This exuberant production of The Dream meant that I wasn’t sitting trying to work out what the text meant, as I could see it acted out clearly in front of me. It took out the hard work and offered me the play on a plate and I appreciated their efforts and the play all the more for that.


Not waving but swimming



Swimming cap pulled on tight, smoothed down to keep out the water.  Goggles adjusted and dipped in the water to ensure against fogging, I would put on my nose peg and dip into the pool.  It required steely determination… well a dose of self-discipline anyway,  to make myself get up and out, early in the day.  After I had stopped earning a living, I felt that I needed to counteract my natural propensity for long lie-ins and so I set about swimming regularly.  No excuses, there’s a council pool within a mile of my house and I decided to learn how to swim more efficiently.  At school I had always been an endurance swimmer, not one designed for speed or sleek efficiency. I was encouraged to use my breaststroke to pass the life-saving exams and I was pretty good at picking up a brick from the bottom of the pool, if I say so myself.  If ever I see a brick in need of saving, I will be the first to volunteer to save it, as long as I have my nose peg with me.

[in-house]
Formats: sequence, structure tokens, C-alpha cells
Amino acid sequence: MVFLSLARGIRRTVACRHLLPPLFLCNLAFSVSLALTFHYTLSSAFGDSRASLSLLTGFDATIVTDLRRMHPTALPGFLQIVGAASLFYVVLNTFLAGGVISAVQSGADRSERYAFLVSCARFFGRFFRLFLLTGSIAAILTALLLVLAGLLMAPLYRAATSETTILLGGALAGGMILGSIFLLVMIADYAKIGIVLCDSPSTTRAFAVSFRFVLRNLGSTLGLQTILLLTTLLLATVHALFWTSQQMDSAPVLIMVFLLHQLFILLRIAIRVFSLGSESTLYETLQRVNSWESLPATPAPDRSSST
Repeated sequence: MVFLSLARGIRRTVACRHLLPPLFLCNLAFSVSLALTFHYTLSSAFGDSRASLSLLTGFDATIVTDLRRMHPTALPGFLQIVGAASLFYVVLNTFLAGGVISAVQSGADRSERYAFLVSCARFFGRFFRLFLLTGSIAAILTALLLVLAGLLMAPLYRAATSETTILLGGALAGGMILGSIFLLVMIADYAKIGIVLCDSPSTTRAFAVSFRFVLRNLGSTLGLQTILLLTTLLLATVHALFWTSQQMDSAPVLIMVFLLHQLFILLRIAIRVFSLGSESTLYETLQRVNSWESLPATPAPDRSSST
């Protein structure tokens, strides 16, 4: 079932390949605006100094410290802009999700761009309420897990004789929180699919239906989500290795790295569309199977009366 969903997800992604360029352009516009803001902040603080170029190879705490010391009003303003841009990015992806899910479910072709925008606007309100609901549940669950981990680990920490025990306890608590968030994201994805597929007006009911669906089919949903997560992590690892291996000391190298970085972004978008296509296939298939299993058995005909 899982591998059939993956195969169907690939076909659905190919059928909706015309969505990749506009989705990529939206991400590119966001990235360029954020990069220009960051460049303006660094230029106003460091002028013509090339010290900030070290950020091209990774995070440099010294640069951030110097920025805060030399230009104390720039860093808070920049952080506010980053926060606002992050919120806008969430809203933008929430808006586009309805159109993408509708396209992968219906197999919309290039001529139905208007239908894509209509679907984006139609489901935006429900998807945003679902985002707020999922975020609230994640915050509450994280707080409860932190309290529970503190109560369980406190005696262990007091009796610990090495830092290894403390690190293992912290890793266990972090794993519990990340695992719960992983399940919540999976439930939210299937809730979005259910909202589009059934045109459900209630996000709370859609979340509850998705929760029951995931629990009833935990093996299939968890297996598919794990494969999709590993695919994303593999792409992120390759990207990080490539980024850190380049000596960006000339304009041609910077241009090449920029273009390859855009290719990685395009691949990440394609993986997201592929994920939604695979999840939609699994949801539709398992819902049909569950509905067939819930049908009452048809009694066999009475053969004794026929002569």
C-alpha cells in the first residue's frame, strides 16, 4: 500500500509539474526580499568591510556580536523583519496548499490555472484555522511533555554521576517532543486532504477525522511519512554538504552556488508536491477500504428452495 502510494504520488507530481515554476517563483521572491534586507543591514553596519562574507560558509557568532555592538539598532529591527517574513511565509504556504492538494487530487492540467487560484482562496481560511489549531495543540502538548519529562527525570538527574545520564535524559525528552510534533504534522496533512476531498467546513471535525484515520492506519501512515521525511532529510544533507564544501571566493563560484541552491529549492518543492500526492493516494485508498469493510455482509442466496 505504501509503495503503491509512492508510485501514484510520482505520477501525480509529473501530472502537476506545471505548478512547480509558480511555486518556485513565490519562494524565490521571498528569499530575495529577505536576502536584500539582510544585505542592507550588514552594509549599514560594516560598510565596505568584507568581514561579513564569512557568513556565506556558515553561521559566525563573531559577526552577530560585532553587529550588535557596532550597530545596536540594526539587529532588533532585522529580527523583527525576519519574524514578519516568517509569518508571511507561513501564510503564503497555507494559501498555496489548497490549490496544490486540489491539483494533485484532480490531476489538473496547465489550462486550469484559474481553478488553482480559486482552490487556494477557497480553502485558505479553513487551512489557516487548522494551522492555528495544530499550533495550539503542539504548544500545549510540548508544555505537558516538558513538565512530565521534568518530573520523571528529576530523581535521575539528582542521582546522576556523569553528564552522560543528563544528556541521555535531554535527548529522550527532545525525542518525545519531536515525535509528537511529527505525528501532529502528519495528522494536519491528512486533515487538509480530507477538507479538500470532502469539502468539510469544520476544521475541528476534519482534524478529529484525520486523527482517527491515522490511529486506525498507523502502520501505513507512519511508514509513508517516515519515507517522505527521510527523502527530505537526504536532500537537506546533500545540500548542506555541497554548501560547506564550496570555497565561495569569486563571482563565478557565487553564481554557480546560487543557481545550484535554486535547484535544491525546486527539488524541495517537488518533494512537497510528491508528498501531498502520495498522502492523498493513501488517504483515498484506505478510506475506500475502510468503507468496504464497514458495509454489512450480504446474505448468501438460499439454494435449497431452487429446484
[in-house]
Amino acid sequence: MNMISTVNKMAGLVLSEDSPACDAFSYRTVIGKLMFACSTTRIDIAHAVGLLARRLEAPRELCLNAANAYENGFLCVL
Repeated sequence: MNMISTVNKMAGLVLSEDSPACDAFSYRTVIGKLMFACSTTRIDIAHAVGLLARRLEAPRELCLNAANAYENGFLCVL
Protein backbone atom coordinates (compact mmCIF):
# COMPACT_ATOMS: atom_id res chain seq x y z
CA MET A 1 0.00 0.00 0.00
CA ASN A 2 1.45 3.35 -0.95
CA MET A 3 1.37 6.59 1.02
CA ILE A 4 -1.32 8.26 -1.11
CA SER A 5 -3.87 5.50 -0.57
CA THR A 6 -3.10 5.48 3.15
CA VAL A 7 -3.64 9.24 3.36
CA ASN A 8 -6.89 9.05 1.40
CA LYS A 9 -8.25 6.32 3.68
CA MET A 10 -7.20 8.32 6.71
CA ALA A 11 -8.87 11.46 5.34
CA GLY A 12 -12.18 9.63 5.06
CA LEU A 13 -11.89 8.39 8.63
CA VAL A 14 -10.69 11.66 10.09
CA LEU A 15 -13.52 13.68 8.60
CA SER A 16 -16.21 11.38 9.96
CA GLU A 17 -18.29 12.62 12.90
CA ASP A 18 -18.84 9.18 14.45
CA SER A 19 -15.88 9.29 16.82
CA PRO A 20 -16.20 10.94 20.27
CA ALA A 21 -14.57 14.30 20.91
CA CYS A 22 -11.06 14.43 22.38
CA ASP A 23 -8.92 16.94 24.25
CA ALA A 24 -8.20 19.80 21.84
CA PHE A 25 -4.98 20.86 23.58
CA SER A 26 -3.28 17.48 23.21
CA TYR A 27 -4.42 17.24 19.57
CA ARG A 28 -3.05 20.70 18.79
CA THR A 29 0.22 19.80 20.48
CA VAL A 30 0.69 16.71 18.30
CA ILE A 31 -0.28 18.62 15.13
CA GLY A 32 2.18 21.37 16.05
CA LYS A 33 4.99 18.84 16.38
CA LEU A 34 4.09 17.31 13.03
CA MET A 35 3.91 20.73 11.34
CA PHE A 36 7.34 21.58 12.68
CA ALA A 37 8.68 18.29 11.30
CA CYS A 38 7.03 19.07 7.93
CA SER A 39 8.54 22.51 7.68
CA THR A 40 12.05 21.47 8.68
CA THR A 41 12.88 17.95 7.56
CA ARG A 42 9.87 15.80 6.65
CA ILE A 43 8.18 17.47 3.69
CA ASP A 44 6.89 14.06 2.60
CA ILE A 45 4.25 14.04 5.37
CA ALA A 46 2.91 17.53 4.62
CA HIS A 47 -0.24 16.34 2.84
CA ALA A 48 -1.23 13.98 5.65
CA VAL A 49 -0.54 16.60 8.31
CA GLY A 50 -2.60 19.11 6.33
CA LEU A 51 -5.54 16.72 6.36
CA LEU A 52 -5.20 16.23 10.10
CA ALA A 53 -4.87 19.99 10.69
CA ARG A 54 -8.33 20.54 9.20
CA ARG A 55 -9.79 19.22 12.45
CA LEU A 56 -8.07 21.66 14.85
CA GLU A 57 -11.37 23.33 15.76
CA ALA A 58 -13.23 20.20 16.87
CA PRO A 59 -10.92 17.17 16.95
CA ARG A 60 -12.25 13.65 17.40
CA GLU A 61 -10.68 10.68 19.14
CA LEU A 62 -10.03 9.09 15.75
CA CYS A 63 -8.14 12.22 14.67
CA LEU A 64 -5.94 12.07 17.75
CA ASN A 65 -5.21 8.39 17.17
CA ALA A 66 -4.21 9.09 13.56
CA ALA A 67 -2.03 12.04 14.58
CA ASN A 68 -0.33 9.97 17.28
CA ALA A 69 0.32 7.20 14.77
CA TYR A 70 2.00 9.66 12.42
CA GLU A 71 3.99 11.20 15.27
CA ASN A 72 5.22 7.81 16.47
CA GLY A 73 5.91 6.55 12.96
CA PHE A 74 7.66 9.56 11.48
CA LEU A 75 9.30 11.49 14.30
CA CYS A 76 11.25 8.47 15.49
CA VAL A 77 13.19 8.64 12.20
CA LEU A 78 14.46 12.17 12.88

Over two years I managed to increase the number of lengths I could swim in each session and even worked out how to swim the crawl, using You Tube tutorials to get the all-important alternate breathing technique.  As you can imagine, breathing is key to the whole process!


The reality of swimming regularly was that the swimming hat was difficult to get on and off and still left my hair in need of washing and drying each and every time I swam.    The body de-hairing process was never-ending and after each session you had to get rid of the clinging smell of chlorine, which was also a reminder that you were swimming in a chemical in order to counteract swimming in other people’s germs.  Eeugh!